April 7, 2014

Occidental College has settled a complaint by students who say they were sexually harassed by the longtime athletic trainer at the college, The Los Angeles Times reported. The trainer, who could not be reached for comment, left the college last year. The agreement between Occidental and the students is confidential. But the complaint said that the trainer touched male students' groins inappropriately, and that they were not aware that the trainer has been required to attend sexual harassment training following an earlier complaint of inappropriate behavior.

 

April 7, 2014

The North-American Interfraternity Conference will commission three panels to study and recommend solutions to the issues of alcohol abuse, hazing and sexual assault. The conference said Sunday that the panels will include "8-12 members from higher education, public policy, public health, research, law and other sectors." The panels are charged with suggesting policies, programs and standards "to help eradicate these detrimental behaviors" among fraternities.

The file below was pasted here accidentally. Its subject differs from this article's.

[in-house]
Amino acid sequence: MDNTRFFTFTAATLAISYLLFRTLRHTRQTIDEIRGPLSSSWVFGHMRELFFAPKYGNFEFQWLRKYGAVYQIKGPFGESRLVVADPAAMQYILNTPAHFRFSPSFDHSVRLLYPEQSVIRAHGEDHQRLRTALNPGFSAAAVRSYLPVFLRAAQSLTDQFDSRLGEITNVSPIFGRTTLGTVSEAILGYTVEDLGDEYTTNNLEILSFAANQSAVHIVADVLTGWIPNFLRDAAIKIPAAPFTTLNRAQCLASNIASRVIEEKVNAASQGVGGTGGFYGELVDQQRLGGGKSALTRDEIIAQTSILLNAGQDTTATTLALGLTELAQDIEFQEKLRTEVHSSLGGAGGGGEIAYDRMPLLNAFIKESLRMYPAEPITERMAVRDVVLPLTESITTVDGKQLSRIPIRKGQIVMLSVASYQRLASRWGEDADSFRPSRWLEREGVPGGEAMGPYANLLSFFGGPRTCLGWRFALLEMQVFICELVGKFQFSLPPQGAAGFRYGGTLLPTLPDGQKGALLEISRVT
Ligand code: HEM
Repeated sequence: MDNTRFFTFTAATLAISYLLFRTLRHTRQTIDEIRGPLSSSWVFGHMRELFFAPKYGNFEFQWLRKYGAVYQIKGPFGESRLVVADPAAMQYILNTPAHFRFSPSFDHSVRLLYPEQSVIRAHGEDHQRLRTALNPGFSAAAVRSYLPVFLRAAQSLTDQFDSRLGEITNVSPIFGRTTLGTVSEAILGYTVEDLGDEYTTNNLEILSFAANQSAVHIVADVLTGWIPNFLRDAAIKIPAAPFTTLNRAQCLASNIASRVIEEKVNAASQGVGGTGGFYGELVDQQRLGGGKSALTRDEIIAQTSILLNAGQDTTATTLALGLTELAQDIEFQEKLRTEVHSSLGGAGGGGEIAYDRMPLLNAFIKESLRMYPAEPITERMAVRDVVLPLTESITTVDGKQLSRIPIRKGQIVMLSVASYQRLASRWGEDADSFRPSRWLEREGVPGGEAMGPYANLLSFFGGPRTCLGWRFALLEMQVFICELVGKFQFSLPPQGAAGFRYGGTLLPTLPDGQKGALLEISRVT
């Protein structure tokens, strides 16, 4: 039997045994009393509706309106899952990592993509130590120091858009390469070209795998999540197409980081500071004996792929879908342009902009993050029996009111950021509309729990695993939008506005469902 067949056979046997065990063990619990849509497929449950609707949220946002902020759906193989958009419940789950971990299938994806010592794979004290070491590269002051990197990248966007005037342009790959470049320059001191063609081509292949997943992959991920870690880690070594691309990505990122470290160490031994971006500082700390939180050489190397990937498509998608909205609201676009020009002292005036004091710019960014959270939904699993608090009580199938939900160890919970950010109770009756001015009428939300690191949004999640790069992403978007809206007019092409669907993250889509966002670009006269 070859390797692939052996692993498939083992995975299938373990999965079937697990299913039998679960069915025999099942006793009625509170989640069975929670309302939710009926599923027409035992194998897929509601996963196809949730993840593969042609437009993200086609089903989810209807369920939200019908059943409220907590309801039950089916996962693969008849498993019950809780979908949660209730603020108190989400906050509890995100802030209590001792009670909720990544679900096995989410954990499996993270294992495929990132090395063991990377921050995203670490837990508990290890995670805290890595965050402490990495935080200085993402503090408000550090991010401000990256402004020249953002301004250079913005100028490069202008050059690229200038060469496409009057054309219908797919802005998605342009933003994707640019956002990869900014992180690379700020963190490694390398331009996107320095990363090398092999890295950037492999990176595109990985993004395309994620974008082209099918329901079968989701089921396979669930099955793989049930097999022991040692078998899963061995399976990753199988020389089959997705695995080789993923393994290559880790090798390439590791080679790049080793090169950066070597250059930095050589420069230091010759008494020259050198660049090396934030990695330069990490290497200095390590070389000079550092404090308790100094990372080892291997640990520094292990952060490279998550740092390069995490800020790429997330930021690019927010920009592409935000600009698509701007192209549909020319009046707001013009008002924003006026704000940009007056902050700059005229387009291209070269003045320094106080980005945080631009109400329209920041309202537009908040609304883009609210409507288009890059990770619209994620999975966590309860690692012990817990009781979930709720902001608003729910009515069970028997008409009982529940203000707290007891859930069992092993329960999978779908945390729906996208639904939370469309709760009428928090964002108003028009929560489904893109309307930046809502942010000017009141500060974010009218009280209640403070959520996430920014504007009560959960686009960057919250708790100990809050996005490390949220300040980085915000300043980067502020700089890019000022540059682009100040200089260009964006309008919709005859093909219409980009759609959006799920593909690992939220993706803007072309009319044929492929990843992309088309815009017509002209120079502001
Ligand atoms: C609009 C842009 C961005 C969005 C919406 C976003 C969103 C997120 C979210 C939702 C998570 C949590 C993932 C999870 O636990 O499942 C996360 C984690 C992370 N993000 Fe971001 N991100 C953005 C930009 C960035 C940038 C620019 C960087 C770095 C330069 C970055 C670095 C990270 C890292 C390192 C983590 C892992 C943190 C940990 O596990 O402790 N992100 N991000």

April 7, 2014

With a threat by the faculty union at Portland State University to strike on April 16 looming, the union and administration reached a deal on a new contract on Sunday, ending months of highly contentious negotiations. A press release from the union -- part of the American Association of University Professors -- said that deal provides raises for all professors and key advances for full-time, non-tenure-track professors. According to the AAUP, the contract will create a path for long-term contracts for 80 percent of full-time, non-tenure-track faculty members, up from the present 45 percent. And these long-term contracts will be available after four years, not the current six years. The Oregonian characterized the raises in the deal as more "than the administration had said it could possibly afford, but substantially less than the union had sought." A statement from the university quoted President Wim Wiewel as calling the deal "fiscally responsible."

 

April 7, 2014